Tuesday, August 11, 2009

Pry Open the Doors

I don't really like to discuss politics in an online setting. I think inflection is an important part of serious discussions, for one thing. For another, I don't really think anyone has the right to tell anyone what to think on any given subject. Still, every now and then something is important enough to address.

One of the more interesting classes I took back in the day was An Introduction to Social Anthropology, it's not a field of study I pursued, but it was an interesting class and the woman teaching it had an engaging manner. On the first day of class, after all the formalities of establishing that we were in the right place at the right time (incidentally, as always happened several people seemed to stunned to find out where they were, and promptly left), she said something that stayed with me:

"The biggest challenge you will face in this class is not the course work, or the reading. The biggest challenge you will face is trying to think in something other than absolutes. The role of social anthropology is not to judge, but to understand. If you keep an open mind, you will learn more about the world around you, and have a greater understanding of the people in it."

Then she began to teach. I don't know how many students in the classroom were really listening as she gave her canned opening speech, but I happened to be one of them. I was also busy fiddling with my roommate's tape recorder, since I needed to record the lecture for her, as she was briefly out of town. That's how I ended up hearing that opening multiple times. I dutifully recorded the class, and gave the tape to my roommate. She listened to it repeatedly because of a sound quality problem, but that happened to be a clearly recorded passage. I must have heard it a dozen times and it stuck with me.

So did Robert Frost's The Road Not Taken when she had to memorize it for a class, which she chose to do aloud, for what seemed two solid months. For years my eye practically started to twitch whenever I heard Frost's name, and like some upright version of Pavlov's Dog I'd begin, " Two Roads Diverged in a Yellow Wood..." but that's a different story.

The advice of that long ago teacher was very solid, and applies to more than just a class. If we keep an open mind, and embrace the possibility that we are misinformed to start, there is much to learn and understand in this world. That the world doesn't end when and if we admit that we have more to learn, or find ourselves to be wrong. There is no sin in being wrong. Nothing crumbles if we change our minds, and who knows, it is possible that as we find out more, we may discover that our first inclination was correct.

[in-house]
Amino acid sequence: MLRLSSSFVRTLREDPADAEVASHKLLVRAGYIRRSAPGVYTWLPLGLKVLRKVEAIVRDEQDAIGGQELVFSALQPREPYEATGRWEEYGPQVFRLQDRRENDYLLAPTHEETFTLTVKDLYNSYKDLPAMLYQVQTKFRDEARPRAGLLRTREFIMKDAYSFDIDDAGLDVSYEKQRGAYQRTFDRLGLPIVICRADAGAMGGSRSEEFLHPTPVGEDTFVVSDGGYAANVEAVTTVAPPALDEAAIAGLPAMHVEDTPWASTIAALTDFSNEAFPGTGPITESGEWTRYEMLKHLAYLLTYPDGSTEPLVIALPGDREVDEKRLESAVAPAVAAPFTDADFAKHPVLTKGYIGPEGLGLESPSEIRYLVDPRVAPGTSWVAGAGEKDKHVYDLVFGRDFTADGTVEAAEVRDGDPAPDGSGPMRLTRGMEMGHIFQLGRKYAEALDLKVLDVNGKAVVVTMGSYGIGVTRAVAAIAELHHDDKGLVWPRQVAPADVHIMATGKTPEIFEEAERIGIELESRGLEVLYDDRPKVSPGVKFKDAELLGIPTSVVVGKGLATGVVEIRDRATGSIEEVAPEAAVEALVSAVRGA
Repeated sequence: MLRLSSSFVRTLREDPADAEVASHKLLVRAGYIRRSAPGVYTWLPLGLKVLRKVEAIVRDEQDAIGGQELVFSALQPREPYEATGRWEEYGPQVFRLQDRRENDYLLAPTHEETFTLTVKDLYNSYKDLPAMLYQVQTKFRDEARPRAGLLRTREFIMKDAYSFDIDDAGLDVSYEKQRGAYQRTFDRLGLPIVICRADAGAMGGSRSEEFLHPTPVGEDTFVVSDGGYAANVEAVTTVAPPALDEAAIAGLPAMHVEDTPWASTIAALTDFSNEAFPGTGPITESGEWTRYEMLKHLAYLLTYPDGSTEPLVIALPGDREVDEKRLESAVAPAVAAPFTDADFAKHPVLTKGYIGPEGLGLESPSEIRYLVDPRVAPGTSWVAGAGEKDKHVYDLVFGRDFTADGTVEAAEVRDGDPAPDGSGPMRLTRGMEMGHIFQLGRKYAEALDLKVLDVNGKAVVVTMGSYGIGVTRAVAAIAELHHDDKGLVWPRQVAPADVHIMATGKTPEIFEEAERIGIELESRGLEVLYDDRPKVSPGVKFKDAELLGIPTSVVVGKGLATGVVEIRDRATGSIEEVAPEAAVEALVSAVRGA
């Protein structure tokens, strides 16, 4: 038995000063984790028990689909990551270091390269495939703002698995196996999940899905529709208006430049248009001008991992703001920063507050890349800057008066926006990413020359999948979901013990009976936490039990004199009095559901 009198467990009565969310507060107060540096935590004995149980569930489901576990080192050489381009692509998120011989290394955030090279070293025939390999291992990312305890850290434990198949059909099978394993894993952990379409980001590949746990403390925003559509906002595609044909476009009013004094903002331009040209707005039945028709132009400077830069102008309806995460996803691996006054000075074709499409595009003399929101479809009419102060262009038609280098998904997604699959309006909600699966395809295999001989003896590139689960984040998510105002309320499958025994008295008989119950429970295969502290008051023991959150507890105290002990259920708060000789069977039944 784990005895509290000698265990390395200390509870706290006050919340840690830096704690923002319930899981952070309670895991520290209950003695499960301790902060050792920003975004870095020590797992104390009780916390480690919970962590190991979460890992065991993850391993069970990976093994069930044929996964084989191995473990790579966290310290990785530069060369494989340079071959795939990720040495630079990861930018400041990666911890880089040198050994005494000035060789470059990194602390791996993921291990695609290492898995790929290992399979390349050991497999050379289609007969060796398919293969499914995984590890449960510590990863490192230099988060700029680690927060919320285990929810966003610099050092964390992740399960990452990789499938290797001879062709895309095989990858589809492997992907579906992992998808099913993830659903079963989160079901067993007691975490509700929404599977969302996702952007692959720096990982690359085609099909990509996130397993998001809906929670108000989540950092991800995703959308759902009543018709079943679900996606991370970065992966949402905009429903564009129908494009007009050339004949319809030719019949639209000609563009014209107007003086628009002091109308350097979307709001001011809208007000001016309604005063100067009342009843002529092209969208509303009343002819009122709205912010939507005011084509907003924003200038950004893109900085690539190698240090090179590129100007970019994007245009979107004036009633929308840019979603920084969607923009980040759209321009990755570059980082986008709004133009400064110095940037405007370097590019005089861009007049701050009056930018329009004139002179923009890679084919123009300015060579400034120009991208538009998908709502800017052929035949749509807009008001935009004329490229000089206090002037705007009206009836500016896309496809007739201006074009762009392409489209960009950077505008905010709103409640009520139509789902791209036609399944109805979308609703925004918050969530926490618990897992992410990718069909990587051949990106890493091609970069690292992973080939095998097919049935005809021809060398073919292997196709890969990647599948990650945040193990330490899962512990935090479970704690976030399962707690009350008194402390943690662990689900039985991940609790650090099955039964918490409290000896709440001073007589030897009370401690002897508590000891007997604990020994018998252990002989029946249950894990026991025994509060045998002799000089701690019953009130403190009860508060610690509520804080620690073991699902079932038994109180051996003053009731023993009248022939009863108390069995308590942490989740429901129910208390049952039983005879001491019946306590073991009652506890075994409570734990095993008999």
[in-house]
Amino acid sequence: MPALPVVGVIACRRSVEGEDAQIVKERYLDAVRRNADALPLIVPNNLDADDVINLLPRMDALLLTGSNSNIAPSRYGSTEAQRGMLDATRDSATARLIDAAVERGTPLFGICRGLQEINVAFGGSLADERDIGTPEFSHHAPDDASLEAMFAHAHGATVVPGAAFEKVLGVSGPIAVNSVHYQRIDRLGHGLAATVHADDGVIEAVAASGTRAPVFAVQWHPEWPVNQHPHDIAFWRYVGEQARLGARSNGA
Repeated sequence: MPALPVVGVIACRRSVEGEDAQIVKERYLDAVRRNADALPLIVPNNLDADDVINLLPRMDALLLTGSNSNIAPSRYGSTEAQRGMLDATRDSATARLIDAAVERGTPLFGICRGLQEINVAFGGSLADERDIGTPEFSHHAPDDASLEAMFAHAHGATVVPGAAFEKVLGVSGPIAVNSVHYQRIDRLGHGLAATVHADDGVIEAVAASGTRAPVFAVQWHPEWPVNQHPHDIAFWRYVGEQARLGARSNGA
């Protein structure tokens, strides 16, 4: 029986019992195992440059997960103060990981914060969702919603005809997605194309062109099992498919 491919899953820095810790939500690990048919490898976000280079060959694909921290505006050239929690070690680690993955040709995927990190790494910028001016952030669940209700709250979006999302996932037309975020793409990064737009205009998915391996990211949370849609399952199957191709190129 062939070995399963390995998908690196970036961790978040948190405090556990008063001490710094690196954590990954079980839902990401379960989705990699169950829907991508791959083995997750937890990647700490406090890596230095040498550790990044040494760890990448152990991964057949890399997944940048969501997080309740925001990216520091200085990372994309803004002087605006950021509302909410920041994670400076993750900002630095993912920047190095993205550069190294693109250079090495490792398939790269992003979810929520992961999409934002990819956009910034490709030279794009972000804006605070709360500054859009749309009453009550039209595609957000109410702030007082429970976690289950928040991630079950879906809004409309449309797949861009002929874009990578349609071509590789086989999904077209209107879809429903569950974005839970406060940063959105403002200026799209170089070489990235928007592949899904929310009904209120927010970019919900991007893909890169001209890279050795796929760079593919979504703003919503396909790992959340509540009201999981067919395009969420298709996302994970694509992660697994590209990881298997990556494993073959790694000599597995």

That teacher was encouraging students to start from a neutral space when approaching what we were to learn. I have to admit, although it was only an introductory class, I did learn about customs in other places that gave me pause, and sometimes shocked and appalled me. I had to work to set that aside, and sometimes I wasn't successful. Seeing merit in other cultures was sometimes a challenge.

By far the most interesting material in the class had to do with social structures in our country, in our own society. The history of gender relations was the thing that interested me the most, and that is something I chose to keep learning about.

I'm bringing this up because at present it is almost impossible to turn on the news, or to log online without seeing evidence of the recent Town Hall Meetings in the United States. Whether people are standing up and shrieking about birth certificates, or screaming that proposed health care reform involves Death Panels convened to judge the worth of your Nana or baby, it's been some pretty appalling stuff. I can't help but ask myself, "How in the world did anyone come to believe this crap?"

Death panels? Death Panels?!? It could not be more obvious that most people are latching onto buzz words, propaganda, smear campaigns and allowing that to serve as the whole of their knowledge base.

Listen, I'm a liberal. I'm not a Democrat, by the way, nor am I a Republican. I don't like to align myself along party lines, I vote the issues, not a ticket. That's what works best for me. If you happen to stumble across this, I'm not seeking to change your affiliation to mine, all I'm saying is that my long ago teacher had a point and it applies to our situation at present: